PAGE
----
Time is nigh for music that is dreary and depressing as daylight slowly is drained from our days, and the onset of colder temperatures and seasonal disorders begin to manifest themselves. There’s nothing wrong with embracing those darker elements, because ignoring their existence is a work of fiction, so by all means, wallow in the pain.
Helping you along the way is Aphonic Threnody and their strong new record “The Great Hatred,” a title that should clue you in that storms and trouble are coming. Over six monster tracks and about 57 minutes, the band delivers sordid doom, gothic tendencies, and even some death harshness to bring you along the anguished passages laid out before you. The band—vocalist/bassist/guitarist/keyboard player Juan Escobar C and guitarist Riccardo Veronese—takes you on a journey through your mind, your suffering, and whatever frustrations have mounted so you can face them, identify them, and relate to their messages. We’re living in as dark of times as we’ve had in a long time, so let this wash over you and fill up your wounds with salty streams.
“Locura” starts lurching as C’s vocals spread, and the track gets sludgy and edgy. Keys swell as the singing turns clean, as a gothy feel makes the room rather chilly. The playing keeps pounding away as chills fill your bones, and the guitar work floods the scene, working toward melancholic darkness. Drama and sorrow build a thick skin as the track ends rather abruptly. “Interrogation” has cold guitars lowering the temperature even more as the playing gushes, and growls explode. The sorrow spreads on the lead guitar’s wings as they stretch and bring shadowy darkness while the playing starts to mash digits. Heaviness strikes as C’s fierce vocals penetrate, grit builds, and the bruising really sets in. The bass coils, the drums rumble, and funeral bells bring the song to an end. “The Great Hatred” has gruff singing and forceful growls melding together as the pace absolutely crushes. Leads light up and drag over the top while the track unleashes meaty playing that leaves blood behind. The guitar chugs into a dreamy, atmospheric section before the soloing heats up and melts away ice, and then strangeness thickens and casts a morbid, long shadow.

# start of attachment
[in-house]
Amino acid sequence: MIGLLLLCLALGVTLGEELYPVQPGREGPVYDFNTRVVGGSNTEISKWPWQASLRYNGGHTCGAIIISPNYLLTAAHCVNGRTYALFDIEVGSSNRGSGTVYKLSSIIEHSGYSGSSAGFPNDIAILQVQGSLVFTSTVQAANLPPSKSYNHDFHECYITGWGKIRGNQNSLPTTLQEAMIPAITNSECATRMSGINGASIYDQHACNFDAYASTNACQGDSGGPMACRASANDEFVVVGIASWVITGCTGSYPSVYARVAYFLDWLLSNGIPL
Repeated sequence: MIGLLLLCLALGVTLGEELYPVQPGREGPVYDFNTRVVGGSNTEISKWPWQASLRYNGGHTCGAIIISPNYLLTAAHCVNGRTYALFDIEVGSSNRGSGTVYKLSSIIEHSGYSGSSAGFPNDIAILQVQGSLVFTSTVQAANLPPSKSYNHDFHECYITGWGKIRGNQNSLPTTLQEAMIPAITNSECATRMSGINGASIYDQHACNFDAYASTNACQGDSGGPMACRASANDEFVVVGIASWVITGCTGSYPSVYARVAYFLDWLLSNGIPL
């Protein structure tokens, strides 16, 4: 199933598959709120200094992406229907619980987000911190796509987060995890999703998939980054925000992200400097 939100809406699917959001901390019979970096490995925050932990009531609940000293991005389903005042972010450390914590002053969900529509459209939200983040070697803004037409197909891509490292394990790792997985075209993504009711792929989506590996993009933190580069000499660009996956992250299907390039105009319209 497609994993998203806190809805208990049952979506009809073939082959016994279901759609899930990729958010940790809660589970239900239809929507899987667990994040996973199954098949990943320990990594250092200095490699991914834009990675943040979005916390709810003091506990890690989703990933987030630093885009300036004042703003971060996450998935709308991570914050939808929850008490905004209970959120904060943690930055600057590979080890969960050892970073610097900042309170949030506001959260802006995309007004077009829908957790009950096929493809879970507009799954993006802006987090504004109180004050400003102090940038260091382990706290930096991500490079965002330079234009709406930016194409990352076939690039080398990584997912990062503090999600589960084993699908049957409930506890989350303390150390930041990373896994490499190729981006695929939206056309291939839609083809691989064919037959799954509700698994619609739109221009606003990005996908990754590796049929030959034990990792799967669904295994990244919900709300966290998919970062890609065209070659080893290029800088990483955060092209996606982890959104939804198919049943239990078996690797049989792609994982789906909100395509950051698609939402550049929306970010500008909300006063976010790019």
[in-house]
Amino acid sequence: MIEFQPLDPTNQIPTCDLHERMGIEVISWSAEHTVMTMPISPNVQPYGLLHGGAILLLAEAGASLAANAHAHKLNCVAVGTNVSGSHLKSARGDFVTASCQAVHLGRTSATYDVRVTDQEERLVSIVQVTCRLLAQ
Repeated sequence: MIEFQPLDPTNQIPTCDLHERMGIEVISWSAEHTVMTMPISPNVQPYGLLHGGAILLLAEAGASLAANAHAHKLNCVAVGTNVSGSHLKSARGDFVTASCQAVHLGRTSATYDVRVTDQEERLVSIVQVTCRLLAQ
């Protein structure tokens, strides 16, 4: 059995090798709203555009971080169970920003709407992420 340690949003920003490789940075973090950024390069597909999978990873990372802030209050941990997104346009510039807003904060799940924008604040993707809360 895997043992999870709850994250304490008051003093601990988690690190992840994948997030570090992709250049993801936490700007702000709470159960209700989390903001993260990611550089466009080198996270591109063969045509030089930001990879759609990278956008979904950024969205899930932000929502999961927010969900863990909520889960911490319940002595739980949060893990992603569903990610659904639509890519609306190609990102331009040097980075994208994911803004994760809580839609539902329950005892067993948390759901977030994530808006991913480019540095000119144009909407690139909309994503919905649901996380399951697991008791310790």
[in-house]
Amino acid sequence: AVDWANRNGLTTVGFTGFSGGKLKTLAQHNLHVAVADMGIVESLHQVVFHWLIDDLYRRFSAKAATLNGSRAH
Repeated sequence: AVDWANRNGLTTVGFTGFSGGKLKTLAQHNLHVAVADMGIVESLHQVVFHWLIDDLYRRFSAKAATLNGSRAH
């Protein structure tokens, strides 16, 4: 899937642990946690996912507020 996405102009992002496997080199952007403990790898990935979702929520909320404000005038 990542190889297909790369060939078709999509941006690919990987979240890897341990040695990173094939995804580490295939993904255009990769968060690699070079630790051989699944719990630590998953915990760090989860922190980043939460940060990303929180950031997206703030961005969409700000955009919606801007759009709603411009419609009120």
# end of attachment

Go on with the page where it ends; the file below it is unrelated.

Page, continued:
“Drowning” runs 10:36 and immediately sinks you into deep sorrow and heavy crunching as the bass slinks, and misery is close behind. Keys drip as the music keeps stretching out, with growls being soaked by the heavy, cold rains. The gravity continues to increase as pain and punishment unite, synth bleeds, and the track bleeds way. “The Rise of the Phoenix” is a mammoth at 11:38 and opens with foreboding keys and bass driving through the night. Growls rupture and are met by mysterious speaking, while the bass solidifies, and cleaner singing sounds purposely detached. The leads open and surge while the track chugs as C admits, “There’s nothing I can do.” Sadness prevails as the playing wrenches guts, and the final moments trickle out into time. “The Fall” is the closer that brings guitars lighting fires, and the tempo flowing like a slow burn. Piano notes drip as C’s roars crash down, bringing with it heavy and dirty sentiments. The grief collects in your chest as the synth sweeps, and the guitars trigger sparks. The playing soars into the stratosphere, wrenching and bringing with it insane emotions while sounds build, and the track disintegrates into the air.
“The Great Hatred” definitely won’t assist you if you’re in a heavy darkness yourself, that is if you want to find some positivity or hope. But what Aphonic Threnody do so well is give you music than can be a partner while you wallow and try to heal, writhing in the juices of your own pain. This is a dramatic, pummeling record that can only serve to help callous your fragile psyche.
For more on the band, go here: https://www.facebook.com/aphonic.threnody.5
To buy the album (U.S.), go here: https://transcendingobscurity.aisamerch.com/
Or here (international): https://transcendingobscurity.aisamerch.de/shop-en
For more on the label, go here: https://tometal.com/